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hisT eitnpat sah a nxhomrtoapeu. nloayeeiHrtpvltin si otn uhoegn ot maeoentspc ofr eth verolla edescaer in nlgu urafces ea.ar

_yeetmasterflex  Could the pneumothorax also cause less ventilation due to decreased lung surface, retaining more CO2 causing respiratory acidosis? That's how I got to the answer at least. +4  
duat98  I think pneumothorax would increase RR because you're probably hypoxic. Also I'm sure when you have a lung collapse on you you'd be scared and that would trigger your sympathetic so your RR will go up either way. +3  
kateinwonderland  Arterial blood gas studies may show respiratory alkalosis caused by a decrease in CO2 as a result of tachypnea but later hypoxemia, hypercapnia, and acidosis. The patient's SaO2 levels may decrease at first, but typically return to normal within 24 hours. (https://journals.lww.com/nursing/Fulltext/2002/11000/Understanding_pneumothorax.52.aspx) +1  
linwanrun1357  How about choice C, --ARDS? +2  
bullshitusmle  there is no bilateral lung opacities as you would see in ARDS +4  
jesusisking  Was thinking some sort of infection b/c of the atelectasis so picked empyema but this makes sense! +  
djeffs1  does it need to be ARDS to cause "diffuse alveolar damage"? +  


submitted by lsmarshall(393),
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"In hte ayrse egnircped psclayhi eptybu,r otbRer .M roayB cdersdoevi ttah teh otorgdonapni lsespu ucorc lony udring lseep, but as euyrtbp rsgerospes tehy nac eb tteceedd irndgu teh .ayd By eth ned of e,byprut hrete is ilttel hadyg-nti ineeeffdcr ni eth tpleumiad and qeyecurnf fo oadipgtoonnr pue.lss

Semo ertistnosivga avhe tubtiradet teh etsno fo yuebrpt to a naeronces of aooslcslitr in eth n1[]8i9][br9[].a90 By iths hnmci,eams eth gditanoopron lsupes htta rcuoc rapmriiyl at htgni utjs oreebf eyrbput esrtenepr ba.t"es - ikWi

linwanrun1357  Who can explain, the 12-y boy with stanner stage 2?? I thought it should be stage 3.... +1  


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eTh ieeasds hree is rfocutes ssetsaihhabppo cfcniyied.e nI ,it IV ygrelolc or reufcost ’tsoend lehp seubeac othb neter hte uilncesgeoogesn tpyaawh bweol rtoscufe ispaeoabphts.h Goatescla no eth teohr dnah nseret vboea t.i I ’dont hiktn uoy lylaer ende to nkow sith ot escooh eht rccrteo renwsa scein het lniiclac perituc fo afgitns iclamhogypye atth is crcortdee /w moes osrt of agurs htta nca nteer het egnnesuiogcosle ypthaaw lohusd cleu uoy tnio hte ihtrg .srnawe

neonem  I don't think you could have *totally* ruled out the other answers - I picked glycogen breakdown because it sounded kind of like Von Gierke disease (glucose-6-phosphatase) to me: characterized by fasting hypoglycemia, lactic acidosis, and hepatomegaly since you're not able to get that final step of exporting glucose into the blood. However, I guess in this case you wouldn't see that problem of glycerol/fructose infusion not increasing blood glucose. Nice catch. +24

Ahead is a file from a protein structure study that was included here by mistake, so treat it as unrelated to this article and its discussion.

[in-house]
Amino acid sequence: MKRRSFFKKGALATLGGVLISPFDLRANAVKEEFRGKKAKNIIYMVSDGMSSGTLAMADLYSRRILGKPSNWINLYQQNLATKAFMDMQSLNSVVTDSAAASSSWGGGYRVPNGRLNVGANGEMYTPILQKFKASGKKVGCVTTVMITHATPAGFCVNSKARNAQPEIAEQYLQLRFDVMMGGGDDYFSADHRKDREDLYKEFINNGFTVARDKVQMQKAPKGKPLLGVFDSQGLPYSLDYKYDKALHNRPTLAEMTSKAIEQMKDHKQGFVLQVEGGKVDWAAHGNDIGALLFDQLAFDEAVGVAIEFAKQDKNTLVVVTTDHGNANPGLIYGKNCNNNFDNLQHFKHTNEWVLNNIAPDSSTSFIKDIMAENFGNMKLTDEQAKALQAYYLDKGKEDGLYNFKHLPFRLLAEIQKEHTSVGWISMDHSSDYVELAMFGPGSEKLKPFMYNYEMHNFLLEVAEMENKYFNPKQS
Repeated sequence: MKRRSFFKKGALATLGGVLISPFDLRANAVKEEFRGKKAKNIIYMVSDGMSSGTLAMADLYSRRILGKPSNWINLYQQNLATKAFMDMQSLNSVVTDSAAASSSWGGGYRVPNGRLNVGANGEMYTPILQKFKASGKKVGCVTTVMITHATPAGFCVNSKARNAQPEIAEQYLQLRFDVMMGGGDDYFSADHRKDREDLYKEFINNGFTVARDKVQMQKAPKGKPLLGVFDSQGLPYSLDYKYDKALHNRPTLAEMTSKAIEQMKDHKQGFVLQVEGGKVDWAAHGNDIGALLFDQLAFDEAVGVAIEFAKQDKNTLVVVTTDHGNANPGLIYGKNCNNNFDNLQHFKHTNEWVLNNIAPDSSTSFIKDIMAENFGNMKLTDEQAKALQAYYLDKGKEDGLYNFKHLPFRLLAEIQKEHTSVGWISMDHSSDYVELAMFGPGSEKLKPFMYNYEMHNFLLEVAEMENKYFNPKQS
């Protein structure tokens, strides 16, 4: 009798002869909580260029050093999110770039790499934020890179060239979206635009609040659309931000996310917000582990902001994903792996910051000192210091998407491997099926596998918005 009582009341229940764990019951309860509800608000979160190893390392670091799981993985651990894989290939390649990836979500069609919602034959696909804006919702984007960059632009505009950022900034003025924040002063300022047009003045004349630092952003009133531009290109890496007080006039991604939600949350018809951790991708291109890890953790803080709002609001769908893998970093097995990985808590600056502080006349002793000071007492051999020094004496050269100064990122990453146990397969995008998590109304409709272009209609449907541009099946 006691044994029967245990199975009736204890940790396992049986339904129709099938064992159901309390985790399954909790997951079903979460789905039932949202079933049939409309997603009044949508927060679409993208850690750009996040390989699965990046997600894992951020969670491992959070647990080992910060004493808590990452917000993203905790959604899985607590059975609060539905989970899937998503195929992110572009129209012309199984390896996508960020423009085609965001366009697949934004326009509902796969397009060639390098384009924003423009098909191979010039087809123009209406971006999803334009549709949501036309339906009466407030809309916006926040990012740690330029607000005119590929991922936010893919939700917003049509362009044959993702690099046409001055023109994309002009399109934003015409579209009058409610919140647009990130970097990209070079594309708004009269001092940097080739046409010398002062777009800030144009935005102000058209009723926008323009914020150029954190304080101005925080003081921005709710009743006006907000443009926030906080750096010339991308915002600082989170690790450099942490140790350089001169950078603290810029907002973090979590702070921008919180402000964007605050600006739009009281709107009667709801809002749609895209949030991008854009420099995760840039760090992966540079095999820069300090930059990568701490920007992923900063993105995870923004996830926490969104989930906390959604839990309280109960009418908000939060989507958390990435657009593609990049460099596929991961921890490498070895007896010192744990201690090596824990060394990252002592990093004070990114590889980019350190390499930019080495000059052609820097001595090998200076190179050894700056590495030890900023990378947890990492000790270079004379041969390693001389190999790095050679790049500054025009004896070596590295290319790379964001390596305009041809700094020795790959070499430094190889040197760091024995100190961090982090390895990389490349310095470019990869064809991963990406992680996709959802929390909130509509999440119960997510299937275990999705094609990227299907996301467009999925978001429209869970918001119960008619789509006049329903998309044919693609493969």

vshummy  I think you were super smart to catch Von Gierke! Just to refine your answer b/c I had to look this up after reading your explanation, von gierke has a problem with gluconeogenesis as well as glycogenolysis. So they’d have a problem with glycerol and fructose but also galactose since they all feed into gluconeogenesis before glucose-6-phosphatase. Great thought process! +22  
drmomo  glycerol and fructose both enter the pathway thru DHAP and glyceraldehyde-3-ph. Galactose enters thru Gal-1-ph to glu-1-ph conversion +2  
linwanrun1357  In this cause (fructose bisphosphatase deficiency.,),fructose should help to increase serum glucose, bcz it can become into glucose-6-P by hexokinase. Therefore, this question makes me confused.... +  
krewfoo99  According to uworld, fructose infusion will not increase blood glucose levels in Von Gierkes Disease as well +  
atbangura  I believe Von Gierke is not a plausible answer choice because a galactose infusion would still not see an elevation in glucose levels. Remember, galactose could be converted to galactose 6 phosphate, but in order to complete gluconeogenesis and allow glucose to leave the Liver for an increase of its concentration in the blood, the patient would still need glucose 6 phosphatase which is eliminated in Von Gierke. +1  
lilyo  So what disease is this??? I mean couldnt we have just answered the question based on the fact that the patient responds to galactose being infused and we know that galactose feeds into gluconeogenesis?? I am so confused. +1  
djtallahassee  Its Hereditary Fructose intolerance right? gets sick after fructose and I guess glycerol can jump in via aldolase B on this pathway via page 74 of FA2019. It looked like a fructose thing to me so I just marked out the other ones and moved on. +1  
paperbackwriter  @djtallahassee I was wondering same, but hereditary fructose intolerance also results in inhibition of glycogenolysis :/ confusing question. +  
amt12d  A much simpler way to think about this, without trying to figure out a diagnosis, I looked at the time frame for when the child was presenting. He has eaten poorly for 3 days, by now, his glycogen breakdown is gone. His body would be trying to make glucose, therefore, gluconeogenesis is impaired, not glycogen breakdown. +2  
tyrionwill  if fructose kinase is not available (fructose intolerence), then some fructose may go to F-6-P by hexokinase, then goes to G6P if gluconeogenesis is needed. however this patient's fructose kinase was intact, so no fructose would have go to F6P, so there would be no blood glucose increment after injection of fructose. +